RCHS Yesterday and Today
Maria Kulakova Lloyd was a familiar sight in the rural hills of North County, more than 50 years ago, patrolling on a solitary mission to rescue any stray dog, starving horse or injured wildlife fortunate enough to cross her path. As the numbers of abandoned, orphaned and injured animals she cared for increased, Lloyd enlisted her friend, Margaret Bittner, and others to form the Animal Friends’ Guild. They envisioned a humane society to care for lost and abandoned animals, and they opened a thrift store to raise funds for the shelter.
Maria and her husband, Dr. Paul Lloyd, donated 5.5 acres on Requeza Street in Encinitas, and construction began on Rancho Coastal Humane Society. Its doors opened in 1960, and RCHS has been serving animals and people throughout San Diego County for the past 57 years.
Today, RCHS is a private, non-profit organization that is dependent upon community contributions to support its programs. It still operates a thrift store in Cardiff to help cover expenses. RCHS owns its land and buildings.
RCHS does not hold animal control contracts, and has handled only animals that have been relinquished by their owners or that have been transferred from other shelters.
RCHS is a member of the San Diego Animal Welfare Coalition (SDAWC) consisting of seven local shelters in San Diego County who work in cooperation to save animals’ lives. Members of the SDAWC include: San Diego County Department of Animal Services, Rancho Coastal Humane Society, San Diego Humane Society and SPCA, Friends of Cats, Coronado Animal Control, El Cajon Animal Control, and Chula Vista Animal Care. Animals are often moved between Coalition shelters to ensure they are given the best possible care and to ensure that overcrowding does not occur. As a result of these cooperative working relationships, no healthy animals are euthanized in SDAWC shelters.
As part of a long-range planning effort, RCHS’s board of directors approved an expansion of its facilities with plans to add a veterinary medical center, an educational learning center, increase its pet food and pet supplies storage capacity, and add some much needed office space.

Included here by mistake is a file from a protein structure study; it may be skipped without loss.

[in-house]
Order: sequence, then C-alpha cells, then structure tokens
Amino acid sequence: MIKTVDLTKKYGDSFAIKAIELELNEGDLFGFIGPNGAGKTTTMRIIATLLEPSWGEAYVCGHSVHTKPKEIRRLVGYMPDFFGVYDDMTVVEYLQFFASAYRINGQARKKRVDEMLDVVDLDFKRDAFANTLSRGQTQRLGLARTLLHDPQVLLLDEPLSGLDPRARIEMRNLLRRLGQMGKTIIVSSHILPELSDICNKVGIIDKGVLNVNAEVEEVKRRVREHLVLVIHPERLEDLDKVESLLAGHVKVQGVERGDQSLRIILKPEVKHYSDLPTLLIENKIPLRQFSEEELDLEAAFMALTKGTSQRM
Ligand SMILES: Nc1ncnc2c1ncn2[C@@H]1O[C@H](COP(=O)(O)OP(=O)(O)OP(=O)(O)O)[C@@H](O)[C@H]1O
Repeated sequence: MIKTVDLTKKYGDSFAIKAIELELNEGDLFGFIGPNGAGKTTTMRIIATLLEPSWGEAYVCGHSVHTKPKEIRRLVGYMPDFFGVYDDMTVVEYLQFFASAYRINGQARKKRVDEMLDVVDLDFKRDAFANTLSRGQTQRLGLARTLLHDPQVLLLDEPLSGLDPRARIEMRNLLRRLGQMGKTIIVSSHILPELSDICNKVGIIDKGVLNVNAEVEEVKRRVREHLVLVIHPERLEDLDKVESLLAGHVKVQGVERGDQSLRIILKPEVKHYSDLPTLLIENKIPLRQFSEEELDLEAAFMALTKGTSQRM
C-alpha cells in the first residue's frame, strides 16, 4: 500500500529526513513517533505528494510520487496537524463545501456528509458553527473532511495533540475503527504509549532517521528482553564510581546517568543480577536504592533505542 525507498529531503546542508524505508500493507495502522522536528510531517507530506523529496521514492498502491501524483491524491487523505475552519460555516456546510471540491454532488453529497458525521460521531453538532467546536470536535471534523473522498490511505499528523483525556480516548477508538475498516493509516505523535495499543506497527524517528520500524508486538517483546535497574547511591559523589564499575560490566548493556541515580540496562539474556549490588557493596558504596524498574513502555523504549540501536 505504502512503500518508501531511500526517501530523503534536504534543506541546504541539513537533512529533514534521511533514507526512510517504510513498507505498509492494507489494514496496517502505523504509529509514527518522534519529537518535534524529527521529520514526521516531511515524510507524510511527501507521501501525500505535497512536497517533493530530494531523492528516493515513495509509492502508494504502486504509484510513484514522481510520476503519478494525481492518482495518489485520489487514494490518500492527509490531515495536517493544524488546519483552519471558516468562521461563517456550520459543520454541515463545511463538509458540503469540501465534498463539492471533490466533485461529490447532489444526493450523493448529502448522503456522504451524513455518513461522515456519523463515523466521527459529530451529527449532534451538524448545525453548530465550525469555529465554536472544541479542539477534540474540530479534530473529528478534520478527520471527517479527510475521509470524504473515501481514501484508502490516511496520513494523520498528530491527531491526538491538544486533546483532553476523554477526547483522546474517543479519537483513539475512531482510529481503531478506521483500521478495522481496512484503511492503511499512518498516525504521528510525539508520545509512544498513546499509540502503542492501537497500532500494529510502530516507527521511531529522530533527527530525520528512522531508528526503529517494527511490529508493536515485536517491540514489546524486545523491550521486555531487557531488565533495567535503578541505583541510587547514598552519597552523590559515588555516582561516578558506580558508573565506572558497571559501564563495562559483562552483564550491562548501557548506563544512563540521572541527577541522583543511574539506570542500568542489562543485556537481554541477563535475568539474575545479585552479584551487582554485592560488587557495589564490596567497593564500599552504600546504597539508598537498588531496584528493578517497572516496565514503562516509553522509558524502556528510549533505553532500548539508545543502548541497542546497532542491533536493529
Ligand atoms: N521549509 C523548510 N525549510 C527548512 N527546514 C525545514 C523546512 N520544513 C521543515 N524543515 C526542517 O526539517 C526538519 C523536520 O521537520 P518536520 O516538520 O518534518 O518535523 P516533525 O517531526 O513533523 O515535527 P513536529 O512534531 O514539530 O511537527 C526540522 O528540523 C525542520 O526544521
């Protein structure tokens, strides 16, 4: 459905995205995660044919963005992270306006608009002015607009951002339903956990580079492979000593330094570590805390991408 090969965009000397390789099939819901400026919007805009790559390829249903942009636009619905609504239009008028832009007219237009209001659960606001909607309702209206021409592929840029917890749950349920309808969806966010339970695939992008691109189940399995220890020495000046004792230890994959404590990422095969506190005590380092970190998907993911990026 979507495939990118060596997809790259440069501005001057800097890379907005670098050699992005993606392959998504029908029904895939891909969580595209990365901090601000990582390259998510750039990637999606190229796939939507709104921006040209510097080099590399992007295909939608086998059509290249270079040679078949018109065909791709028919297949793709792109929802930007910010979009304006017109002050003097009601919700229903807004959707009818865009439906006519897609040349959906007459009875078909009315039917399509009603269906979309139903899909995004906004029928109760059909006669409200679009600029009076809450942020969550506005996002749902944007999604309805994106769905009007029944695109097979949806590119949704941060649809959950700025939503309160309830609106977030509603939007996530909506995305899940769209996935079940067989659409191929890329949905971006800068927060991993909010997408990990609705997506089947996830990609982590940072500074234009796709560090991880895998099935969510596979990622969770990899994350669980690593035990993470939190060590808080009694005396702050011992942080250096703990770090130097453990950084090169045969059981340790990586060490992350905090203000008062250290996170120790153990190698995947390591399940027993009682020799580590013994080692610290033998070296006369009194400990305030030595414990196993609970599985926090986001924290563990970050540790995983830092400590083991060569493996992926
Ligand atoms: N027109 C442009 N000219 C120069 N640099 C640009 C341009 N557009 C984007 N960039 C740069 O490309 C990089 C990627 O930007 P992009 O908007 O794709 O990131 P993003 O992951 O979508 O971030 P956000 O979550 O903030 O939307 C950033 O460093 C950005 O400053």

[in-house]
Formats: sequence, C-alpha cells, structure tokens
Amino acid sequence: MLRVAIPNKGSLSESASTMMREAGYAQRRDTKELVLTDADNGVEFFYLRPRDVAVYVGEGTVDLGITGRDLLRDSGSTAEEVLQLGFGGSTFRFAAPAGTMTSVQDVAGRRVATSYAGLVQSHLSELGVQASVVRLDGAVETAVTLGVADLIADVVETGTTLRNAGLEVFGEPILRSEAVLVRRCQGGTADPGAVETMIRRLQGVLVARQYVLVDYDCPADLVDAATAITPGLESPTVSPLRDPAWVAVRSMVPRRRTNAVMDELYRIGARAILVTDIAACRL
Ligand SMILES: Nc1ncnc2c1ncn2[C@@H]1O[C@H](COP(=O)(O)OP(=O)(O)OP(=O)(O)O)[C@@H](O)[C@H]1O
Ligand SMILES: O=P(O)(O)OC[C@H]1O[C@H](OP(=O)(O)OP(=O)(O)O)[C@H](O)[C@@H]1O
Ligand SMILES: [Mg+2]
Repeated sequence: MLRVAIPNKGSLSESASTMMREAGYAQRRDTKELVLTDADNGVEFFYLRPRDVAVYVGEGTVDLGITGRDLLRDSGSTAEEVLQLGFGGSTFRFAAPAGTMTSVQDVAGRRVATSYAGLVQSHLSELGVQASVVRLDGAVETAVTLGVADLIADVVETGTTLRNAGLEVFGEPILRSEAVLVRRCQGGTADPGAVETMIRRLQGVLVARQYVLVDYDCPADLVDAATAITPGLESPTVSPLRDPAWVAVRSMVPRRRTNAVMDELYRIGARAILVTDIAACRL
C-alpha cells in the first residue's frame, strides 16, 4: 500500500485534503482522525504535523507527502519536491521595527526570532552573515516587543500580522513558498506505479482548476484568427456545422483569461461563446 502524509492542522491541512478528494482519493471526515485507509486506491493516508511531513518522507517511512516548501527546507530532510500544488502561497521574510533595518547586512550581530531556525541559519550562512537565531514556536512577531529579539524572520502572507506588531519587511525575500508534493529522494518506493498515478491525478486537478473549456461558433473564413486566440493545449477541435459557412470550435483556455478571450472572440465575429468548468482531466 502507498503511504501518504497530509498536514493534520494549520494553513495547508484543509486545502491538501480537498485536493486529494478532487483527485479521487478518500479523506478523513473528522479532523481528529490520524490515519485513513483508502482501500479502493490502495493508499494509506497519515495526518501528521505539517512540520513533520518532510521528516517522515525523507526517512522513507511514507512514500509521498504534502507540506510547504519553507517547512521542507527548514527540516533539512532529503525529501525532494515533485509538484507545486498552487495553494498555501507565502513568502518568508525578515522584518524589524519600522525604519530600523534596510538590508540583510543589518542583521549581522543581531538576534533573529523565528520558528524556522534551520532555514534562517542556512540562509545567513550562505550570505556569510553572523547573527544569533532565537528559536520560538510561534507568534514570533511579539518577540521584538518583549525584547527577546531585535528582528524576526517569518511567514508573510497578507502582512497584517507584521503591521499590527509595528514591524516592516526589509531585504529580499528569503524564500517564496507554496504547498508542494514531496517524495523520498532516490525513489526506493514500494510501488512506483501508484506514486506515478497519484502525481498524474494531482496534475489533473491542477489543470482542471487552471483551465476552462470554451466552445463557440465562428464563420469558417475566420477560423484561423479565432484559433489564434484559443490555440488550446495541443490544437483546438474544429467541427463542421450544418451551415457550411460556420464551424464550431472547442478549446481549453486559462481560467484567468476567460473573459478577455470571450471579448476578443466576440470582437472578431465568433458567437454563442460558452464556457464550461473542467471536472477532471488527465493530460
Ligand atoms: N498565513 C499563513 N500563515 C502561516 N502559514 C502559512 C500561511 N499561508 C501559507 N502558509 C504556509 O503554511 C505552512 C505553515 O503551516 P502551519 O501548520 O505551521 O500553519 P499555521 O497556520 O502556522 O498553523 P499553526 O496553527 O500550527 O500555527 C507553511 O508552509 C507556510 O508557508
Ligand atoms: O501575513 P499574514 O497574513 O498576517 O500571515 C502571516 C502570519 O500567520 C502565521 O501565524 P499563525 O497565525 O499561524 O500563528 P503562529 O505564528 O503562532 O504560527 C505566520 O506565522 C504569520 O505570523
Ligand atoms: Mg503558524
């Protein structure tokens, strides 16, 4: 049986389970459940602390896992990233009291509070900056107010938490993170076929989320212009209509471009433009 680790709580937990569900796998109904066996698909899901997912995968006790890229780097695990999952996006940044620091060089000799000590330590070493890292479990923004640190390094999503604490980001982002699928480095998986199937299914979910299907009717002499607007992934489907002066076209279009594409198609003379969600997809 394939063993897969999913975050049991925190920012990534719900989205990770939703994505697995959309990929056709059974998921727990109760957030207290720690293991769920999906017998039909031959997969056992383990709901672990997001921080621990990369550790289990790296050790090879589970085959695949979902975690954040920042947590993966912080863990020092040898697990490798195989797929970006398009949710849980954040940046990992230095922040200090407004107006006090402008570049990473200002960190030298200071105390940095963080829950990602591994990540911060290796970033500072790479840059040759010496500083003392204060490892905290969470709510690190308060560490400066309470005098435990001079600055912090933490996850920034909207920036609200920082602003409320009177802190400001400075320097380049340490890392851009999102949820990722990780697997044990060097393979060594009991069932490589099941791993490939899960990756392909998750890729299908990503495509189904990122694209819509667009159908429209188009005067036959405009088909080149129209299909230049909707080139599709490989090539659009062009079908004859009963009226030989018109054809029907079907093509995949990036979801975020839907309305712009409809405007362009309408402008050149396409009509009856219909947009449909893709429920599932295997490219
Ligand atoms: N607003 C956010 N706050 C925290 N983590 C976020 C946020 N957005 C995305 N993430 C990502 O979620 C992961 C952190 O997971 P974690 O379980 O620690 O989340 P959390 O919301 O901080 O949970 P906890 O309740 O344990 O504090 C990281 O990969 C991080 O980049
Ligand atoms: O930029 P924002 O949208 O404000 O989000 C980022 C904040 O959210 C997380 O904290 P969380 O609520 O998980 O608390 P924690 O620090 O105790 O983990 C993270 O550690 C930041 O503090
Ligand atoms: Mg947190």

Some noteworthy facts about RCHS today include:
RCHS has been serving the San Diego community for 57 years, offering programs and services for animals and people in need.
RCHS is an independent organization and is not corporately affiliated with any other local humane society or with any national organization.
RCHS is a private, not-for-profit organization that does not receive public or government funding through animal control contracts, nor does it receive funding from any national organization. Its annual operating budget of $3.5 million is funded primarily through charitable contributions, corporate and foundation grants, some investment income, proceeds from its thrift store, and some fees for service.
RCHS is governed by a ten-member volunteer board of directors made up of community leaders and business and financial executives.
RCHS does not maintain ‘time limits’ for animals in its care. RCHS does not euthanize healthy or treatable animals.
RCHS spays or neuters all animals prior to adoption.
More than 15,000 children and adults participate in RCHS’s programs each year.
Last year, RCHS placed 951 animals and returned 34 animals reclaimed by their owners. RCHS’s ‘live release rate’ of 98 percent for animals coming into its care is one of the highest in the country.
Each year, more than 300 active volunteers contribute their time and talents across all programs to help animals and people in need.